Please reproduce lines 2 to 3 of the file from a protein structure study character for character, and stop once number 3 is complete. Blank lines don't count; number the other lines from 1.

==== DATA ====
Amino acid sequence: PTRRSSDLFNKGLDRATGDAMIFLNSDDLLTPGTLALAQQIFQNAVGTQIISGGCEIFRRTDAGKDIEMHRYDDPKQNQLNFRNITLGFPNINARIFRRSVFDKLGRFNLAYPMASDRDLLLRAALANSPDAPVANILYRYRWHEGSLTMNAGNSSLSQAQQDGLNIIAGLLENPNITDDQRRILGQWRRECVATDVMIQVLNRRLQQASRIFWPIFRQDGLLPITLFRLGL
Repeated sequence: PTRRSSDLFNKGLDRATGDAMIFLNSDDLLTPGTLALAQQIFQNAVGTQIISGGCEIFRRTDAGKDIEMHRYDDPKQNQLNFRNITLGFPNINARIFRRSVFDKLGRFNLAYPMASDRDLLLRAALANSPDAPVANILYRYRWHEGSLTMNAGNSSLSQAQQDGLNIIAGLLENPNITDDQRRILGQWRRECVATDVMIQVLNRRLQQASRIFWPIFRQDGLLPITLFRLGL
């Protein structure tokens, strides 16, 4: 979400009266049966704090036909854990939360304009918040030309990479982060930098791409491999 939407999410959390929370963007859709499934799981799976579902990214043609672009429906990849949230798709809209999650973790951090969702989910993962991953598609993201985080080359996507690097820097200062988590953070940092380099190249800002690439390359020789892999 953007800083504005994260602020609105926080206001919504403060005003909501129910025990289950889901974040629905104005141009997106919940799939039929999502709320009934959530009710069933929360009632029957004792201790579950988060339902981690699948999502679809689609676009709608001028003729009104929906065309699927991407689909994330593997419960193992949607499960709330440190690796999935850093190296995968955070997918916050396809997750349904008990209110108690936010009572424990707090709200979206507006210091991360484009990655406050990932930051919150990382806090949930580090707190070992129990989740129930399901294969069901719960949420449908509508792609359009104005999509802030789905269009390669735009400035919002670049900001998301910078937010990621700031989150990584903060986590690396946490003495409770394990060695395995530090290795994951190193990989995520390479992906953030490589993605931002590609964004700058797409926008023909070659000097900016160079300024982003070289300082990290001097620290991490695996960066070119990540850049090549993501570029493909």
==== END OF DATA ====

Repeated sequence: PTRRSSDLFNKGLDRATGDAMIFLNSDDLLTPGTLALAQQIFQNAVGTQIISGGCEIFRRTDAGKDIEMHRYDDPKQNQLNFRNITLGFPNINARIFRRSVFDKLGRFNLAYPMASDRDLLLRAALANSPDAPVANILYRYRWHEGSLTMNAGNSSLSQAQQDGLNIIAGLLENPNITDDQRRILGQWRRECVATDVMIQVLNRRLQQASRIFWPIFRQDGLLPITLFRLGL
């Protein structure tokens, strides 16, 4: 979400009266049966704090036909854990939360304009918040030309990479982060930098791409491999 939407999410959390929370963007859709499934799981799976579902990214043609672009429906990849949230798709809209999650973790951090969702989910993962991953598609993201985080080359996507690097820097200062988590953070940092380099190249800002690439390359020789892999 953007800083504005994260602020609105926080206001919504403060005003909501129910025990289950889901974040629905104005141009997106919940799939039929999502709320009934959530009710069933929360009632029957004792201790579950988060339902981690699948999502679809689609676009709608001028003729009104929906065309699927991407689909994330593997419960193992949607499960709330440190690796999935850093190296995968955070997918916050396809997750349904008990209110108690936010009572424990707090709200979206507006210091991360484009990655406050990932930051919150990382806090949930580090707190070992129990989740129930399901294969069901719960949420449908509508792609359009104005999509802030789905269009390669735009400035919002670049900001998301910078937010990621700031989150990584903060986590690396946490003495409770394990060695395995530090290795994951190193990989995520390479992906953030490589993605931002590609964004700058797409926008023909070659000097900016160079300024982003070289300082990290001097620290991490695996960066070119990540850049090549993501570029493909």